BIOCLIM - the First Species Distribution Modelling Package. Booth, T. In CSIROpedia. CSIRO.
BIOCLIM - the First Species Distribution Modelling Package [link]Paper  abstract   bibtex   
[Excerpt: The problem] Species distribution modelling (SDM, also known as ecological niche modelling or habitat suitability modelling) helps to show where species may occur under past, present or future conditions. Before BIOCLIM was created efforts had been made to relate species distributions to climatic conditions, but these had been too coarse to gain much acceptance. The lack of reliable estimates for climatic conditions at sites remote from meteorological stations was a major limitation. [The solution] Modern SDM began in January 1984 with the release of the BIOCLIM package on the CSIRONET computer network. Researchers input information on individual sites where a species had been recorded, its environmental requirements were determined by the BIOCLIM package and climatically-suitable locations mapped. The ease-of-use of BIOCLIM meant it could readily be used by anyone who had latitude, longitude and elevation data describing a species' distribution. The first BIOCLIM release included a coarse 0.5-degree digital elevation model (DEM) for prediction, soon updated with a 0.1-degree DEM. DEMs with much greater precision subsequently became available. [...] [\n] [...] [The impact] This concept has proved to be an enormously powerful idea around the world. Over a thousand scientific papers since 1984 have cited the original BIOCLIM work. Improvements to BIOCLIM have included the addition of interpolation relationships for solar radiation and Class A pan evaporation. The number of variables used increased from 12 in 1984 to 35 in 1999. Though BIOCLIM is still widely used particularly for teaching and comparative purposes, more sophisticated SDM analysis methods have also been developed. Many of these still use a set of 19 variables developed for BIOCLIM. Most use global climatic data developed using refined versions of the interpolation routines originally developed for BIOCLIM. A search in Google Scholar for ” species distribution model” shows that the current year (2018) is tracking towards more than one thousand SDM publications being produced in this year alone. These numerous publications not only advance fundamental science, but also have enormous practical impacts on planning at local, national and global levels. [...]
@incollection{boothBIOCLIMFirstSpecies2018,
  title = {{{BIOCLIM}} - the First Species Distribution Modelling Package},
  booktitle = {{{CSIROpedia}}},
  author = {Booth, Trevor},
  date = {2018-09},
  publisher = {{CSIRO}},
  location = {{Canberra, Australia}},
  url = {http://www.webcitation.org/72UlWCLhV},
  abstract = {[Excerpt: The problem] Species distribution modelling (SDM, also known as ecological niche modelling or habitat suitability modelling) helps to show where species may occur under past, present or future conditions. Before BIOCLIM was created efforts had been made to relate species distributions to climatic conditions, but these had been too coarse to gain much acceptance. The lack of reliable estimates for climatic conditions at sites remote from meteorological stations was a major limitation.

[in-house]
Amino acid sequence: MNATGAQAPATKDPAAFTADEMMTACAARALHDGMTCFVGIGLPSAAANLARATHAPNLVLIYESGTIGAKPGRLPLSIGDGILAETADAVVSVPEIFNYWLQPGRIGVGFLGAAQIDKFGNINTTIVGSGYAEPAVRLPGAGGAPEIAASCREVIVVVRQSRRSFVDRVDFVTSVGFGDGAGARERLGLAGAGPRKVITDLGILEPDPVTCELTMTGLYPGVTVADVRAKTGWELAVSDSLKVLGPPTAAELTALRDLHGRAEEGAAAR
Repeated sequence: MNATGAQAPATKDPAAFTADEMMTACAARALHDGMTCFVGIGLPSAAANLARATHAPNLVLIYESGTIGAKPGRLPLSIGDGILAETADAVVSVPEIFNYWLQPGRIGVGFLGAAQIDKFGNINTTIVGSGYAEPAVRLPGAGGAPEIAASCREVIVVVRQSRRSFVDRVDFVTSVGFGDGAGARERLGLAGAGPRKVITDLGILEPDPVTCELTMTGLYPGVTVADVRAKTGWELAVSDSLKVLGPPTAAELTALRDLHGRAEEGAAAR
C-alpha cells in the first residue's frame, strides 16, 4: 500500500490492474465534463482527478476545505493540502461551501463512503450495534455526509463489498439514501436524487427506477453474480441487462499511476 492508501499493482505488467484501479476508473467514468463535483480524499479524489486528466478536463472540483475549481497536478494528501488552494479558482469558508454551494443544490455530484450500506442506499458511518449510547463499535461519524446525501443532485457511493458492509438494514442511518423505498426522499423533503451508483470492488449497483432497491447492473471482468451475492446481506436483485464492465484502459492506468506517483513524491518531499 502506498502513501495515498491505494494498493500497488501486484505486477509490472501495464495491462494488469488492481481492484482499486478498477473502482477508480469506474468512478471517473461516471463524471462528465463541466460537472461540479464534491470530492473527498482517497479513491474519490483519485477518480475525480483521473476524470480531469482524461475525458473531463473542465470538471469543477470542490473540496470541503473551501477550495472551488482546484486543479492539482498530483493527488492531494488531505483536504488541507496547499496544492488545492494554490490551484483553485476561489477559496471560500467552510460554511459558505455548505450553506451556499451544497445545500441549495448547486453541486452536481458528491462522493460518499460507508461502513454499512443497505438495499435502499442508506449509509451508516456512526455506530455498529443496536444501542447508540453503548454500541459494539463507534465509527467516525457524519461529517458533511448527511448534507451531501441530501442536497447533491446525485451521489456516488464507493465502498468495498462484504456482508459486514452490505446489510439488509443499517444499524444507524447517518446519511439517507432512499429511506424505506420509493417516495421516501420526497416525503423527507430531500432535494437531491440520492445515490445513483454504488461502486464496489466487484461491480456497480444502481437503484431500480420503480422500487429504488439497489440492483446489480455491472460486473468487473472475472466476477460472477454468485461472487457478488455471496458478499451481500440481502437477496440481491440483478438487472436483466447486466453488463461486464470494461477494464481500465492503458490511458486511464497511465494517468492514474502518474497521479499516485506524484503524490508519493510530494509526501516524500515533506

[The solution] Modern SDM began in January 1984 with the release of the BIOCLIM package on the CSIRONET computer network. Researchers input information on individual sites where a species had been recorded, its environmental requirements were determined by the BIOCLIM package and climatically-suitable locations mapped. The ease-of-use of BIOCLIM meant it could readily be used by anyone who had latitude, longitude and elevation data describing a species' distribution. The first BIOCLIM release included a coarse 0.5-degree digital elevation model (DEM) for prediction, soon updated with a 0.1-degree DEM. DEMs with much greater precision subsequently became available. [...]

[\textbackslash n] [...]

[The impact] This concept has proved to be an enormously powerful idea around the world. Over a thousand scientific papers since 1984 have cited the original BIOCLIM work. Improvements to BIOCLIM have included the addition of interpolation relationships for solar radiation and Class A pan evaporation. The number of variables used increased from 12 in 1984 to 35 in 1999. Though BIOCLIM is still widely used particularly for teaching and comparative purposes, more sophisticated SDM analysis methods have also been developed. Many of these still use a set of 19 variables developed for BIOCLIM. Most use global climatic data developed using refined versions of the interpolation routines originally developed for BIOCLIM. A search in Google Scholar for ” species distribution model” shows that the current year (2018) is tracking towards more than one thousand SDM publications being produced in this year alone. These numerous publications not only advance fundamental science, but also have enormous practical impacts on planning at local, national and global levels. [...]},
  keywords = {*imported-from-citeulike-INRMM,~INRMM-MiD:c-14636858,bioclimatic-predictors,ecology,environmental-modelling,habitat-suitability,historical-perspective,niche-modelling,predictors}
}
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